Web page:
Review of the Astrohaus Freewrite

pieterhpieterh wrote on 17 May 2016 12:02


At the end of February I put down $449.00 (plus VAT and shipping to a total of $578) on a Freewrite. It was a stupid impulse buy on Kickstarter of all places. Yet I've been searching for a portable daylight readable writing tool for years. Decades, even. Yes, laptops are great. Yet it takes extra effort to zone out of all the possibles (ooh, let me check Twitter!), and into the writing. And today a package arrived. So, obviously, a review. Written on my steampunkwriter and unedited from here on.

I suspect a lot of people are going to open their Freewrite, switch it on, and then write a review. Time to join the crowd. The first feeling is one of "wow, I love the feel of this". It has the size and shape and weight of a small typewriter. One port - USB 3 = connects it to the world. Hardware controls for WiFi and folder choices. This is like going back to 1992, except that dreary LCD screen has been switched out with e-ink with back lighting. Latency is a bit slow yet it totally works, for me. I wonder what the real battery life will be like, with WiFi off and backlighting off, in the sun.

"Firmware update" say the brand new community message boards. That means it's possible. Will the developers listen to the reviews that bemoan the lack of editing options, of two-way synchronization, of document titles, etc.? Or will some group do a Rockbox-style assault on this platform? I suspect the latter.

Apart from the Caps Lock key, which I already pressed by mistake once and which I HATE when you can't disable it, the hardware is sexy. I like it. Don't look for a lightweight toy you can chuck into your backpack. This is almost steampunkish in its dimensions and finish. It just needs a little paint and decoration to look like something from an alternate reality.

Let's talk keyboards. I usually work on a Happy Hacker Light, that I've had for years It is far more satisfying than even the best notebook keyboards. Yes, I'm looking at you, my dearest X220. Don't take it personally that you're the third one. Like cats, you are essential and unique and yet totally replaceable.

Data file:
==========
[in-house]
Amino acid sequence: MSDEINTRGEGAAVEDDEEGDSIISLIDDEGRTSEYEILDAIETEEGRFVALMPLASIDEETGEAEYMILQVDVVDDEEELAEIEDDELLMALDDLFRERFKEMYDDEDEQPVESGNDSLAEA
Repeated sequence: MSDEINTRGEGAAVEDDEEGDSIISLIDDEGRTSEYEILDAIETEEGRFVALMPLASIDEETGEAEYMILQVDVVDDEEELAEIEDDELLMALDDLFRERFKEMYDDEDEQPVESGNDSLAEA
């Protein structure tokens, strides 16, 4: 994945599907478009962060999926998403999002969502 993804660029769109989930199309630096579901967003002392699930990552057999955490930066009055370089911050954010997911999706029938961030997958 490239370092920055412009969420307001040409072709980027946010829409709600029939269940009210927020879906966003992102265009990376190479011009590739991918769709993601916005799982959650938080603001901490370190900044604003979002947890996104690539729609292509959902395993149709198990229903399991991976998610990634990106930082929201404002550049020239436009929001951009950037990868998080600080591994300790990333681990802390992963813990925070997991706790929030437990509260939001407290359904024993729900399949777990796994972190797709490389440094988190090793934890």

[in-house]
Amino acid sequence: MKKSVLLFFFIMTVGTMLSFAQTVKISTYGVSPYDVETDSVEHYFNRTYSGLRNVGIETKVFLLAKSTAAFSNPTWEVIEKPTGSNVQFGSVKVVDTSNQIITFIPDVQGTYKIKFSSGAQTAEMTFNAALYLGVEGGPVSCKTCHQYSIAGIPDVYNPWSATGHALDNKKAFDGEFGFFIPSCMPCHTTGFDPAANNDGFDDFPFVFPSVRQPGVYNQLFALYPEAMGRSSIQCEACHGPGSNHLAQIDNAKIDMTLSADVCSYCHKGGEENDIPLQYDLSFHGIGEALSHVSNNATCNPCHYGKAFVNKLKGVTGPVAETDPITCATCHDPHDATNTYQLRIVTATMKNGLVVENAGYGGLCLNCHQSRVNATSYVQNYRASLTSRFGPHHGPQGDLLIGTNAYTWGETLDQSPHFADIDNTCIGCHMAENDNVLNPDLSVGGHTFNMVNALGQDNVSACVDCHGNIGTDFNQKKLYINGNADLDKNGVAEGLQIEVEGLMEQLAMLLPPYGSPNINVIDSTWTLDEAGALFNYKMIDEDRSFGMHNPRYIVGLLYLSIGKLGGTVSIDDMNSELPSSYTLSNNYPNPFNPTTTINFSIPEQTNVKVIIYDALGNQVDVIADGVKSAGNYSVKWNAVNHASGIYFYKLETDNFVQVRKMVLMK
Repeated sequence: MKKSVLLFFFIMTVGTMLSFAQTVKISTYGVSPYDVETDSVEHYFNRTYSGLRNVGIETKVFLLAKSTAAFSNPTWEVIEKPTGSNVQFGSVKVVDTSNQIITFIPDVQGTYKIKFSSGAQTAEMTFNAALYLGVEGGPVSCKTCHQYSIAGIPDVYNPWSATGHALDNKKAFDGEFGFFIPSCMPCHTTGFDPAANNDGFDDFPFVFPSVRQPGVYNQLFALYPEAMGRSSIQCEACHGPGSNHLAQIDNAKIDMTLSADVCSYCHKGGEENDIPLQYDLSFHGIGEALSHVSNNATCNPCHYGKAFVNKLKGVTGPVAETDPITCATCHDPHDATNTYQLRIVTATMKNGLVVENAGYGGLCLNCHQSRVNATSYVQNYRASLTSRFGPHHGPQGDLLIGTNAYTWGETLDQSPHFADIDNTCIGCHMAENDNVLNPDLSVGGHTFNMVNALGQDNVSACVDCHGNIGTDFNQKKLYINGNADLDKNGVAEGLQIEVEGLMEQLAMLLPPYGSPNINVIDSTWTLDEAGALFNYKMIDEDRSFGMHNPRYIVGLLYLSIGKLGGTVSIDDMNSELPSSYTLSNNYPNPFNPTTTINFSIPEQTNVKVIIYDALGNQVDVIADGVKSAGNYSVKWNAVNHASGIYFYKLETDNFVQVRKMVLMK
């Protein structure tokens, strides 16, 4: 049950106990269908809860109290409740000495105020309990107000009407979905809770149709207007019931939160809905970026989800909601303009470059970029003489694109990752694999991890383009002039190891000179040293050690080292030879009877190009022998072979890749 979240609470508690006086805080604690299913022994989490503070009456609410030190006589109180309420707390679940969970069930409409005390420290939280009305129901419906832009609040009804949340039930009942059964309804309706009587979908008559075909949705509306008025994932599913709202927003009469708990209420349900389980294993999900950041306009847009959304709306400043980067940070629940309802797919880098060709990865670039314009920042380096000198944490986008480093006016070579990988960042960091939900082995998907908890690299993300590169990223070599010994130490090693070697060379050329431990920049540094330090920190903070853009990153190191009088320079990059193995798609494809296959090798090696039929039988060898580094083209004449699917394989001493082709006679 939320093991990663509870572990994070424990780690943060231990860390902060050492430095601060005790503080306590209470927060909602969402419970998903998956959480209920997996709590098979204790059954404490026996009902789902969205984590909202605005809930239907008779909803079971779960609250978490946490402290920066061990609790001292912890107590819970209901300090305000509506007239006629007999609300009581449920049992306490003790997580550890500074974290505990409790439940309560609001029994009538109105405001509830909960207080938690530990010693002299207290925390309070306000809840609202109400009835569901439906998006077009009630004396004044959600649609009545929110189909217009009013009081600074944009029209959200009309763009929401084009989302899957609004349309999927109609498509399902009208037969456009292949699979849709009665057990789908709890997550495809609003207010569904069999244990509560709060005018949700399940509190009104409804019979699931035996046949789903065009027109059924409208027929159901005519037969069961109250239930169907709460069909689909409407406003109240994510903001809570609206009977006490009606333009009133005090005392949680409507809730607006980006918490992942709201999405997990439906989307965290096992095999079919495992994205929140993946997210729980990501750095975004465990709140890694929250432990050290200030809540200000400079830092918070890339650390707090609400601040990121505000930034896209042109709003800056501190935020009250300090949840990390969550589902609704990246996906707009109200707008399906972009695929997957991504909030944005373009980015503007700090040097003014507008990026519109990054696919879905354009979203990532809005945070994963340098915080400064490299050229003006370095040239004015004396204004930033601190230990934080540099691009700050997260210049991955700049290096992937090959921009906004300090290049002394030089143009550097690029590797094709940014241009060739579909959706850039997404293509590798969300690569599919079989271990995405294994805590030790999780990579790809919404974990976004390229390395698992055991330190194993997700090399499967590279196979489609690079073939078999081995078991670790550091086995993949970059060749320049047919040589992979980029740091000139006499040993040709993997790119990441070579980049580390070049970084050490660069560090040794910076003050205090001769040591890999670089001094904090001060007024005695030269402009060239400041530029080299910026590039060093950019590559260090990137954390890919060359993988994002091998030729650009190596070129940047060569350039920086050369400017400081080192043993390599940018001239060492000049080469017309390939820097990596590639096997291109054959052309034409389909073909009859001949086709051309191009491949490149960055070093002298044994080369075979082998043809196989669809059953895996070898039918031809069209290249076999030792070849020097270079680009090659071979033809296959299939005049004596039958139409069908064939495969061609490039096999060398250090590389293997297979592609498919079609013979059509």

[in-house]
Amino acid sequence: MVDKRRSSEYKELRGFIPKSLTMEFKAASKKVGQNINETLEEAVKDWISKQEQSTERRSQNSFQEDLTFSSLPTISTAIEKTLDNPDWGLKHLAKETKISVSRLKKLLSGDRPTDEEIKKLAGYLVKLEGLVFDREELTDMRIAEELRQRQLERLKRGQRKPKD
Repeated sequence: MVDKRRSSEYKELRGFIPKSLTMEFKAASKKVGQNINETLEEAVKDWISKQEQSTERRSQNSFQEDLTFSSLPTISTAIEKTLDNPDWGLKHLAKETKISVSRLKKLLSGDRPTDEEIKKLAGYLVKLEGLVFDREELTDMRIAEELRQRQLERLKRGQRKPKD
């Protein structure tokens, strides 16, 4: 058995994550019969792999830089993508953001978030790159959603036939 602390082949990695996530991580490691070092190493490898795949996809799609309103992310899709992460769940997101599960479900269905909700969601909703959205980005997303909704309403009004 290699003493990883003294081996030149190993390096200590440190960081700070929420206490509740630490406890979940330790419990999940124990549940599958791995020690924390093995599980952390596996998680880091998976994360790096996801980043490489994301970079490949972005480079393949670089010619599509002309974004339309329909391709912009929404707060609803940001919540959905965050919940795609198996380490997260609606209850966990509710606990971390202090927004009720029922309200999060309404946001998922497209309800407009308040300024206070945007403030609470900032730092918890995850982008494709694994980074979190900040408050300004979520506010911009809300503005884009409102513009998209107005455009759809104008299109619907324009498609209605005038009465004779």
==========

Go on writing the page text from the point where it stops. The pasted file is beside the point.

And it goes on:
The keyboard I'm now using is quiet and welcoming. I've large hands and like to type like I mean it. I'm making errors every 20th word or so. There is only one way to fix these, using the Freewrite: backspace to delete everything up to the error, and start typing again.

Hmm. I wonder how this will change my touch typing. It is certainly brutal. Yet not painful.

The case is metal, and it must weigh over two kilos. Not the most portable of things. People will make the inevitable comparisons with the AlphaSmarts, the 3000, the Neo, and the Dana. These were the last machines of similar function: elegant keyboards with minimal screens and dreamy battery life. Yet there was something I always missed in my Dana, apart from a way to reprogram the Caps Lock key to something else.

I think it was the clumsiness of sending text to my real work machines. It worked, technically, and yet it was always a chore.

So the Freewrite (the name is poor, it should be called the Steampunkwriter or somesuch) has WiFi as a first class feature. The main switch on the right side shouts "wifi… off… on… new". Well, shouts in that understated hipster lowercase that the lettering uses on this steampunkwriter.

See, I got "hipster" into the review without being jaded.

I found a few quirks. The WiFi/new function did not work until I'd started a first document. Now and then I could confuse the e-ink screen by backspacing too rapidly.

Apart from that, this has been quite a pleasant and focussed writing experience. I rate it 9/10. The only thing that could be better is the response time for the screen, especially when I'mn backing up to fix my errors. Yet even there, I'm finding myself typing faster and more accurately than when I started.

I guess this machine works better for good typists. Certainly for writers who can do that "stream of consciousness" thing and have it come out semi-accurate. If you need a lot of editing, forget it. Buy a cheap Chromebook and get a distraction free editor app, it's going to be much easier.

OK, time to save or sync or whatever this beast does. There is a button marked "send". Right beside the one marked "special", which is kind of a silly name. Anyhow. Let's try this teleportation…

… which works silently and almost accurately. The text arrives in your Freewrite "postbox", and an email with a PDF (why a PDF?) pops up in your email. The PDF missed the last word of the text. Hmm.

Now, with WiFi on and watching my computer, I see that the steampunkwriter is synching every 30 seconds or so to its postbox.

Which gives me an idea for a simple and good hack. Synch every key, instantly, and suddenly you get a nice way to see your work on the big screen. I mean, I'm plugged in, power isn't a concern, right?

I rate the software 9/10 as well. What I really like, and which many people seem to hate, is the absolute minimalism of this thing. There is not an extra sliver of functionality or UI. This is quite an achievement.

Yet what will tell, over time, is how well the folks at Astrohaus deal with two things. One is firmware updates with helpful fixes. Two is the community and code it will produce using the promised SDK.

I assume, hope, the computer that runs this steampunkwriter is capable of dealing with change. That is can be hacked, extended, reprogrammed.

Conclusion: I love it. Yet time will tell whether this curious beast turns out to be a real workhorse, or an expensive toy.



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